15 Jan Episode 23 – What the Hell is Art Rock?
The possibly despicable term “art rock” is where pop, prog & rock meet, with a generous layer of quirk embedded throughout. Art rock is pop without restraint, prog with good table manners, rock stretching its creative fibers beyond the norm. And yet, gray areas abound! In episode 23 of Radical Research, we offer an hour-long survey of several artists in this realm: Crack the Sky, Be Bop Deluxe, Godley & Creme, Split Enz and Max Webster. Leaping off from the platform built by the Beatles, David Bowie, Roxy Music, 10cc and Queen, we crash-land onto beguiling terrain.
Note I: Other than the featured artists & foundational art rock gods mentioned above, more bands we recommend not featured in this episode: Alan Parsons Project, City Boy, Brian Eno (1973-1977), Phil Manzanera, Citizen Band, Angel (1975-1976), Manfred Mann’s Earth Band (1977-1980), Buggles, Japan, Sparks, Tubes, Eddie Jobson/Zinc, and even select Cheap Trick tunes. Blue Oyster Cult also intersect with this family of bands. And there are more…
Note II: We’re proud to be sponsored for 2019 by Lamentations of The Flame Princess, Weird Fantasy Role Playing! We encourage you to check out their award-winning (and sometimes banned!) products here: www.lotfp.com/RPG/
Music cited, in order of appearance:
Cheap Trick, “High Priest of Rhythmic Noise” (All Shook Up, 1980)
Crack the Sky, “Ice” (Crack the Sky, 1975)
Crack the Sky, “Nuclear Apathy” (Safety in Numbers, 1978)
Be Bop Deluxe, “Sister Seagull” (Futurama, 1975)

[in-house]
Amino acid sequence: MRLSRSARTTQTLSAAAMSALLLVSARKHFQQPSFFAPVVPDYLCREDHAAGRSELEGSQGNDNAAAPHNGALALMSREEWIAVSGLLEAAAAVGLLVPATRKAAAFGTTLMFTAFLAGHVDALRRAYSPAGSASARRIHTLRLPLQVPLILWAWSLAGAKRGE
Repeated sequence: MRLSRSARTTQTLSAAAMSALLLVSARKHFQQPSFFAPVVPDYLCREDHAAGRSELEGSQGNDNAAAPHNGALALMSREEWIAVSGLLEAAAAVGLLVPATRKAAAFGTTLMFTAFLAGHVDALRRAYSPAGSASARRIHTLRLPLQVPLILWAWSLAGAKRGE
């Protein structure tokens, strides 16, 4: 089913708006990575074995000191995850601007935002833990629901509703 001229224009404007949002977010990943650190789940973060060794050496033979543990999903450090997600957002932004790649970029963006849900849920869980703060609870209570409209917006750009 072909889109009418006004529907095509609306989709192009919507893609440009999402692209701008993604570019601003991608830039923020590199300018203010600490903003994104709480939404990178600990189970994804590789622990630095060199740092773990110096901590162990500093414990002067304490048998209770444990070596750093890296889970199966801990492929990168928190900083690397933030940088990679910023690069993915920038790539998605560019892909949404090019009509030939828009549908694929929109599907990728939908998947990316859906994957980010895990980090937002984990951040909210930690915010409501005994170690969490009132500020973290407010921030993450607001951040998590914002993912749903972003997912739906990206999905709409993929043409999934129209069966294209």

Be Bop Deluxe, “Kiss of Light” (Modern Music, 1976)
Godley & Creme, “The Sporting Life” (L, 1978)
Godley & Creme, “I Pity Inanimate Objects” (Freeze Frame, 1979)
Split Enz, “Crosswords” (Dizrythmia, 1978)
Split Enz, “In the Wars” (1980 b-side)
Max Webster, “Toronto Tontos” (Max Webster, 1976)
Max Webster, “Battle Scar” (Universal Juveniles, 1980)
Blue Oyster Cult, “Hungry Boys” (Cultosaurus Erectus, 1980)
Episode 24 preview: Nasty Savage, “Abstract Reality” (Abstract Reality, 1988)
Radical Research is a conversation about the inner- and outer-reaches of rock and metal music. This podcast is conceived and conducted by Jeff Wagner and Hunter Ginn. Though we consume music in a variety of ways, we give particular privilege to the immersive, full-album listening experience. Likewise, we believe that tangible music formats help provide the richest, most rewarding immersions and that music, artwork, and song titles cooperate to produce a singular effect on the listener. Great music is worth more than we ever pay for it.
This is Radical Research Podcast episode 23